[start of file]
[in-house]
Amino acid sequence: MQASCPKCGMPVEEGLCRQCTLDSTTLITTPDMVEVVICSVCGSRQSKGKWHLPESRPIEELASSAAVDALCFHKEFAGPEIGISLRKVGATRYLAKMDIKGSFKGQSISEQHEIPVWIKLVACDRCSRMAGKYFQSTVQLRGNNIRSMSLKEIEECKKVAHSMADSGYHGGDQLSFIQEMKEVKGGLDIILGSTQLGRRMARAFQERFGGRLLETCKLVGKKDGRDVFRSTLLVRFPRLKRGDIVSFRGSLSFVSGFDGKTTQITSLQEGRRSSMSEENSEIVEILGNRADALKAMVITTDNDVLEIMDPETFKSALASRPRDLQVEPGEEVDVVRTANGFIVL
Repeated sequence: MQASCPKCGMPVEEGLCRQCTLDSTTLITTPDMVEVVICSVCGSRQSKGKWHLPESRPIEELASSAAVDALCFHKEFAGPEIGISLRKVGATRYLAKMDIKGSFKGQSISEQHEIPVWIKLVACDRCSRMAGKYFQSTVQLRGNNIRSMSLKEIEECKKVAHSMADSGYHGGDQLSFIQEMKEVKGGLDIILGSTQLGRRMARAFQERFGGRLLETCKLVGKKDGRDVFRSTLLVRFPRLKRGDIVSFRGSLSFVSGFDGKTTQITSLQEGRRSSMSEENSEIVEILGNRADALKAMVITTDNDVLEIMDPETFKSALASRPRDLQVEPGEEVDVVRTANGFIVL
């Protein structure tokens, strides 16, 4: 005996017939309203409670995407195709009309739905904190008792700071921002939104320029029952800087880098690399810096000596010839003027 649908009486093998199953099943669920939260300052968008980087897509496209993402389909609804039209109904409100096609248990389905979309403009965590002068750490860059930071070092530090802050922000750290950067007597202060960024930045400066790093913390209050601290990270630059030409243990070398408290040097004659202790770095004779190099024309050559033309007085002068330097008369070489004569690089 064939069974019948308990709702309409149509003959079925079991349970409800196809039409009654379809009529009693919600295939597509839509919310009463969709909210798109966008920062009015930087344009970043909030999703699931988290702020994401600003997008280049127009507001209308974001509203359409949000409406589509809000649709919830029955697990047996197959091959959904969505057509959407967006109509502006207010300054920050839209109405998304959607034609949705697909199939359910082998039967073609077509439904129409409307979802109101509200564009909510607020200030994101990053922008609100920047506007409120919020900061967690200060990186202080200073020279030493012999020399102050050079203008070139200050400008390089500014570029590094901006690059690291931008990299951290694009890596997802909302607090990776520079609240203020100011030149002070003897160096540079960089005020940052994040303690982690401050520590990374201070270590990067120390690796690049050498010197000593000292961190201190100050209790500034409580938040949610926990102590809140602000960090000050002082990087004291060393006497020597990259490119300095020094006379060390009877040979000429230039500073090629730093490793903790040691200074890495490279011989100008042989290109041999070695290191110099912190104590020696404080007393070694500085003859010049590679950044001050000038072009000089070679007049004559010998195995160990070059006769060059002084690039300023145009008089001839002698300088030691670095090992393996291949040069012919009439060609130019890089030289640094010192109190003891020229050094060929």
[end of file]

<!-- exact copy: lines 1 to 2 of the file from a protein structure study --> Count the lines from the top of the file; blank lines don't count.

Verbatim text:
[in-house]
Amino acid sequence: MQASCPKCGMPVEEGLCRQCTLDSTTLITTPDMVEVVICSVCGSRQSKGKWHLPESRPIEELASSAAVDALCFHKEFAGPEIGISLRKVGATRYLAKMDIKGSFKGQSISEQHEIPVWIKLVACDRCSRMAGKYFQSTVQLRGNNIRSMSLKEIEECKKVAHSMADSGYHGGDQLSFIQEMKEVKGGLDIILGSTQLGRRMARAFQERFGGRLLETCKLVGKKDGRDVFRSTLLVRFPRLKRGDIVSFRGSLSFVSGFDGKTTQITSLQEGRRSSMSEENSEIVEILGNRADALKAMVITTDNDVLEIMDPETFKSALASRPRDLQVEPGEEVDVVRTANGFIVL